Mark Brooks OBE is Chair of the Mankind Initiative, a charity which supports male victims of domestic violence. Here he describes what he says is a game-changing moment for the recognition of the suffering experienced by the hundreds of men his charity receives calls from each year.
For decades there has been a reality gap when it comes to domestic abuse. It is the same across the world. This reality gap is based on the view that domestic abuse is a crime that only affects women, even when the reality is much different.
This reality gap is reflected in government policy - which frames domestic abuse as a gendered crime based on the view that it is a cause and a consequence of wider gender inequality. This is despite the fact that government figures show one in three victims of domestic abuse are male, while also the government does not view suicide or rough sleeping as being gendered issues when far more men suffer from this than women. This can and does affect service provision.
The reality gap is also reflected in how society views domestic abuse – with a gap still remaining with the public in not recognising male victims in the same way they do female victims. This cognitive bias can affect responses from “blue light” responders and also can lead to no or delayed responses from the public – including friends, family and neighbours. The award winning #violenceisviolence video shows the stark reality of the gender differences in how society views domestic abuse.
The way society and government views domestic abuse also affects male victims. It means they fail to recognise what is happening to them, feel ashamed, feel they won’t be believed and do not know where to turn.
This is set against the backdrop of an estimated 450,000 men (1 million women) - broadly 30% - being victims of partner abuse every year yet only around 5% of those victims using domestic abuse services are men. In addition, just under 50% of male victims do not tell anyone against 20% of female victims. The figures are too high for both genders and it is vital that we eradicate domestic abuse against women as much as we do against men.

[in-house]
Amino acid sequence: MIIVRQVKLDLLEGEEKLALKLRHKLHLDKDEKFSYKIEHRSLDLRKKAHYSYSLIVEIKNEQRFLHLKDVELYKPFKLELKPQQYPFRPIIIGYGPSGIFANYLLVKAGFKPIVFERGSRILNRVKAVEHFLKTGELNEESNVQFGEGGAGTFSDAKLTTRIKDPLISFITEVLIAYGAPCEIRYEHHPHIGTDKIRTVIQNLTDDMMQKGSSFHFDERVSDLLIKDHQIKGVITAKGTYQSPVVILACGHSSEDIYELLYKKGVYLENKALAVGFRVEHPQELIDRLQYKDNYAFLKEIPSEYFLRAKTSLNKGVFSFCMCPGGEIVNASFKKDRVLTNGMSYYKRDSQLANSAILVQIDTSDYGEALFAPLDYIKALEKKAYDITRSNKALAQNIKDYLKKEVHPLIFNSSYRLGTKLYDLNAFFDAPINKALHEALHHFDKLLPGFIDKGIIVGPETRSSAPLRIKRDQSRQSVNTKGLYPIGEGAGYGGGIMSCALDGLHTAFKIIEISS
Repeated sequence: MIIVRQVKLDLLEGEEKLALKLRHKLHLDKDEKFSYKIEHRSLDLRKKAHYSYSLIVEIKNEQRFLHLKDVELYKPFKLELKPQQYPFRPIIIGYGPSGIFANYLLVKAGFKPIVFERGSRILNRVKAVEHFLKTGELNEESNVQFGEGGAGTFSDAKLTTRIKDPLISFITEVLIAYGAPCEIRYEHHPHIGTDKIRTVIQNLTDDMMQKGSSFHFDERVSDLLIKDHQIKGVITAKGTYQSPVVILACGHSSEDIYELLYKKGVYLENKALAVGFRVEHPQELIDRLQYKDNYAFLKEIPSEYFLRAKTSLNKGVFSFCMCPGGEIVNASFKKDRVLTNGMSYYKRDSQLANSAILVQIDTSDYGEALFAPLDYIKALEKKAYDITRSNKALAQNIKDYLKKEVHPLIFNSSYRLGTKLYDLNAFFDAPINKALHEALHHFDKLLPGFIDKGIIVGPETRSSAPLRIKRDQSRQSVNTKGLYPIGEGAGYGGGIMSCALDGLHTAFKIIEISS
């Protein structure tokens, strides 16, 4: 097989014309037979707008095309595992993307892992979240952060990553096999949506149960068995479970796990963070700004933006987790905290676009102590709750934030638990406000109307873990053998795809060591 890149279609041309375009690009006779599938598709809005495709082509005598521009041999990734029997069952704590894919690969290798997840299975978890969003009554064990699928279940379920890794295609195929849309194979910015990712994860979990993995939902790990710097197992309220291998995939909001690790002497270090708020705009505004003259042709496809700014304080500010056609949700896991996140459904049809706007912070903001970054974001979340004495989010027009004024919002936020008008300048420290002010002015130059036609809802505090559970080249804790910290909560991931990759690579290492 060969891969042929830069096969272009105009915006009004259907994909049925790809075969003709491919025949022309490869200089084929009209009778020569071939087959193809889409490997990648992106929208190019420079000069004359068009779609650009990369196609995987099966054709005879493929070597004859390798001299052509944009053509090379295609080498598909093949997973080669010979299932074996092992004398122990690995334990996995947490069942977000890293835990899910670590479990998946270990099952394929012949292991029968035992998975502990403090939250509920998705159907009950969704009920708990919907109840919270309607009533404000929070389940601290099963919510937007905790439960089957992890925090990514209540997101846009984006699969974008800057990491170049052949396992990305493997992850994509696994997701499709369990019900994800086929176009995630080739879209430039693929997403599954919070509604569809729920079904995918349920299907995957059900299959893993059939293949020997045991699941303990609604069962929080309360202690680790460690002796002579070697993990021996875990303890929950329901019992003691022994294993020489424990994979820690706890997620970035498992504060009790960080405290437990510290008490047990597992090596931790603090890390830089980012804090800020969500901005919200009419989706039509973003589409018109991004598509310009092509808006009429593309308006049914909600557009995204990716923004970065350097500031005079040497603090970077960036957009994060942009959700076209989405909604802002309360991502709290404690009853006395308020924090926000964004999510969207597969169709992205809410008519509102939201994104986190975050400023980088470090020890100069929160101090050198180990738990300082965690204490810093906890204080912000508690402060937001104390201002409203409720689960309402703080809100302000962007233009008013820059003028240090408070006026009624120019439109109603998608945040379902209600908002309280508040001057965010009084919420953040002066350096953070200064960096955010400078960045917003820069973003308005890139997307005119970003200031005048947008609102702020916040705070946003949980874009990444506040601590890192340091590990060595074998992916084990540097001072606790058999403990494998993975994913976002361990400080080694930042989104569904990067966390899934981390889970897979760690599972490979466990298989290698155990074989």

The moving BBC Three documentary “Abused by my Girlfriend” broadcast in February has made such a difference in closing this reality gap. It charts the story of Alex Skeel (an Ambassador of the ManKind Initiative charity) and how he became a victim of domestic abuse, how he was rescued and how he is rebuilding his life.
It was seen by over 1.6 million alone on BBC One (Tuesday 19th February) and has been a real discussion point all week on social media and in workplaces. What has been significant is the number of women of all ages who have been at the vanguard of so much of this momentum - sending Alex messages, promoting the broadcast on social media and generally speaking out. The fact that Alex’s mother plays such an important role in the documentary especially when she recalls her sister saying “he just wants his mum” was a significant emotional moment that resonated with so many other mothers.
This week also saw Libby Wright, being awarded a prestigious High Commendation in the National Crimebeat awards. In her former role as Durham’s Young Police, Crime and Victims’ Commissioner she was behind a campaign, No Less Of A Man, to make people aware of male domestic abuse and how to get support. The Paul Lavelle Foundation, named after Paul who was killed by his partner who was convicted of manslaughter, also opened a new service for male survivors in the Wirral. The foundation is led by his brother, his family and a wide group of friends.
These events are crucial in encouraging more men to come forward, more people to reach out to them and a better response when they do come forward especially from the police and other blue light services. Significantly, it closes the domestic abuse reality gap so that domestic abuse is no longer seen as a gendered crime or a crime that is only a “woman’s crime”. It is becoming seen as a crime that affects everyone – women and men in heterosexual and same-sex relationships. In that way we will see more men coming forward, more male-friendly services and a more inclusive society which is in keeping with a modern and diverse Britain.
Mark Brooks OBE
Chair of the ManKind Initiative charity